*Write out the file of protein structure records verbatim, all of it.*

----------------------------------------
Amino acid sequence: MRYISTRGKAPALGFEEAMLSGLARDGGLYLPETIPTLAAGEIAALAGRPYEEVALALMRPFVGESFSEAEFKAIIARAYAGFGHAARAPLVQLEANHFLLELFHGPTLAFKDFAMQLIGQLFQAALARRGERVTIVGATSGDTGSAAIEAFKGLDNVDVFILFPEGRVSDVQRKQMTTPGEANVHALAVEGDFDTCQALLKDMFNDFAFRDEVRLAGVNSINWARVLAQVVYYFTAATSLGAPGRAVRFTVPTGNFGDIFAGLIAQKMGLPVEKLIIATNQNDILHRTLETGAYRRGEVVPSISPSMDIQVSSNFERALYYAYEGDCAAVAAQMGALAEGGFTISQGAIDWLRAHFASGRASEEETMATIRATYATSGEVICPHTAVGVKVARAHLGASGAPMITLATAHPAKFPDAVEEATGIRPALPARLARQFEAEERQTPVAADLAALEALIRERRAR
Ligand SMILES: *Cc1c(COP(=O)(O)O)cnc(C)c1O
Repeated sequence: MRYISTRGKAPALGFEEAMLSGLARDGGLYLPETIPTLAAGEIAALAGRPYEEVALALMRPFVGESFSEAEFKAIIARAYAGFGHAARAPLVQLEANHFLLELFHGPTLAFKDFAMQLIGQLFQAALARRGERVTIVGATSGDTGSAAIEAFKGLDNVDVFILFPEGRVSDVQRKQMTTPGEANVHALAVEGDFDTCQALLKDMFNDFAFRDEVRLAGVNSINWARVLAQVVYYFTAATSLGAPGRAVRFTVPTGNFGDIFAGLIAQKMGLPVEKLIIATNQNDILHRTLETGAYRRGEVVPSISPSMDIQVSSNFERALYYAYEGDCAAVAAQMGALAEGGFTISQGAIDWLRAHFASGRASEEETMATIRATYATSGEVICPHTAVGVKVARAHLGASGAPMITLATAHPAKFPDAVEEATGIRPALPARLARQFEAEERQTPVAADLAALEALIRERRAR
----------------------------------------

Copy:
Amino acid sequence: MRYISTRGKAPALGFEEAMLSGLARDGGLYLPETIPTLAAGEIAALAGRPYEEVALALMRPFVGESFSEAEFKAIIARAYAGFGHAARAPLVQLEANHFLLELFHGPTLAFKDFAMQLIGQLFQAALARRGERVTIVGATSGDTGSAAIEAFKGLDNVDVFILFPEGRVSDVQRKQMTTPGEANVHALAVEGDFDTCQALLKDMFNDFAFRDEVRLAGVNSINWARVLAQVVYYFTAATSLGAPGRAVRFTVPTGNFGDIFAGLIAQKMGLPVEKLIIATNQNDILHRTLETGAYRRGEVVPSISPSMDIQVSSNFERALYYAYEGDCAAVAAQMGALAEGGFTISQGAIDWLRAHFASGRASEEETMATIRATYATSGEVICPHTAVGVKVARAHLGASGAPMITLATAHPAKFPDAVEEATGIRPALPARLARQFEAEERQTPVAADLAALEALIRERRAR
Ligand SMILES: *Cc1c(COP(=O)(O)O)cnc(C)c1O
Repeated sequence: MRYISTRGKAPALGFEEAMLSGLARDGGLYLPETIPTLAAGEIAALAGRPYEEVALALMRPFVGESFSEAEFKAIIARAYAGFGHAARAPLVQLEANHFLLELFHGPTLAFKDFAMQLIGQLFQAALARRGERVTIVGATSGDTGSAAIEAFKGLDNVDVFILFPEGRVSDVQRKQMTTPGEANVHALAVEGDFDTCQALLKDMFNDFAFRDEVRLAGVNSINWARVLAQVVYYFTAATSLGAPGRAVRFTVPTGNFGDIFAGLIAQKMGLPVEKLIIATNQNDILHRTLETGAYRRGEVVPSISPSMDIQVSSNFERALYYAYEGDCAAVAAQMGALAEGGFTISQGAIDWLRAHFASGRASEEETMATIRATYATSGEVICPHTAVGVKVARAHLGASGAPMITLATAHPAKFPDAVEEATGIRPALPARLARQFEAEERQTPVAADLAALEALIRERRAR